Caesarean section is one of the most common surgical intervention in modern obstetrics. A great variety of materials and techniques are used for skin closure after caesarean section and there is a need to identify which provide the best outcomes for women.
Aims and Objectives: To compare subcutaneous versus stapling skin closure with respect to wound healing (wound infection and separation) and patient satisfaction in terms of wound cosmetic appearance and pain.
Methods: Two hundred and thirty pregnant women (undergoing LSCS without previous abdominal delivery) were included in our prospective observational study of which 115 women were in subcuticular skin closure (Monocryl 3-0) and 115 women were in staples skin closure. These patients in both the groups had similar baseline and demographic characteristics. Patients was asked about pain and evaluated for discharge, keloid formation, hatch marks (staple marks), any redness and separation of the wound edges. Patients were reviewed six weeks after the operation and their satisfaction regarding cosmetic appearance was assessed.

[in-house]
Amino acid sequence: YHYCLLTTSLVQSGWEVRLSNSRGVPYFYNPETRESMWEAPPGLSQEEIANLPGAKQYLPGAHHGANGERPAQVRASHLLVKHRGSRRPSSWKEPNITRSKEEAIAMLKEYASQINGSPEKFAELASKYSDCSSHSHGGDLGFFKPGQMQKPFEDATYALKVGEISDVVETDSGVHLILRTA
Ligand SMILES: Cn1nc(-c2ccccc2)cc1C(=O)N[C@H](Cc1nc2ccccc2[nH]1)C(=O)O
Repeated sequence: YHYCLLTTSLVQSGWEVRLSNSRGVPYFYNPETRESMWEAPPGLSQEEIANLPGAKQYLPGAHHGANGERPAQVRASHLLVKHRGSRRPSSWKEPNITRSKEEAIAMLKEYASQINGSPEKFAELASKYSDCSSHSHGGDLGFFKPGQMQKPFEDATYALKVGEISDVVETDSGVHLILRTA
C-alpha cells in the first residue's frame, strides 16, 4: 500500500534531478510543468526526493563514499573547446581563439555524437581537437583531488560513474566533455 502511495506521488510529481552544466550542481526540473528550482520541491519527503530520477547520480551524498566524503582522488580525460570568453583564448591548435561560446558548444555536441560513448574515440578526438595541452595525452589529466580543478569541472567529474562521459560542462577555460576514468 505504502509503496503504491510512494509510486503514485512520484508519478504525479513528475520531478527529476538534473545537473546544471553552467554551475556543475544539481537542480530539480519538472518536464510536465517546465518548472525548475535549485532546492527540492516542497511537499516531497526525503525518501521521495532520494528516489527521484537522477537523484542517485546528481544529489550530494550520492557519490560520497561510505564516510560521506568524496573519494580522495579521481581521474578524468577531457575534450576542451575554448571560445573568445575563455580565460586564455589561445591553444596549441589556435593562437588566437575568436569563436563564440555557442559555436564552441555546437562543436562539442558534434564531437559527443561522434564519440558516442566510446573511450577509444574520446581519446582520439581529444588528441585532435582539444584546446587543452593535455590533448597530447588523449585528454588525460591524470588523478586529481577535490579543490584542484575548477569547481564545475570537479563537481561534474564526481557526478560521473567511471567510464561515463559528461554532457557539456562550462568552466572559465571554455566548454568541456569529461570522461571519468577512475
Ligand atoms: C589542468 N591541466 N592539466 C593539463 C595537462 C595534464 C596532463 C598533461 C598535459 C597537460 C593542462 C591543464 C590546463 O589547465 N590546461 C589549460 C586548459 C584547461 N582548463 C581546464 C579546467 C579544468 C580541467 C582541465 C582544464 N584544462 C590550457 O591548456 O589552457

Results: A total of 230 patients were included in the study, of which 115 women were in subcuticular sutures group and 115 women were in staples group. The closure time was 2.02min lesser in staples closure than subcuticular closure which was significant (p=0.0001). The two groups were comparable regarding cosmetic outcome (p=0.272) (chi square=1.208) at 6 weeks postoperatively. There were no significant differences between both the groups in terms of postoperative pain (p=0.894) (chi square=0.018), wound healing (p=0.361) (chi square=3.205) and patient satisfaction (p=0.792) (chi square=0.070). The cost factor is slightly higher for staples closure.
Conclusion: Both the methods had comparable outcomes and choice can be left to the surgeons hands to choose staple skin closure or subcuticular skin closure according to their own personnel preference and availability.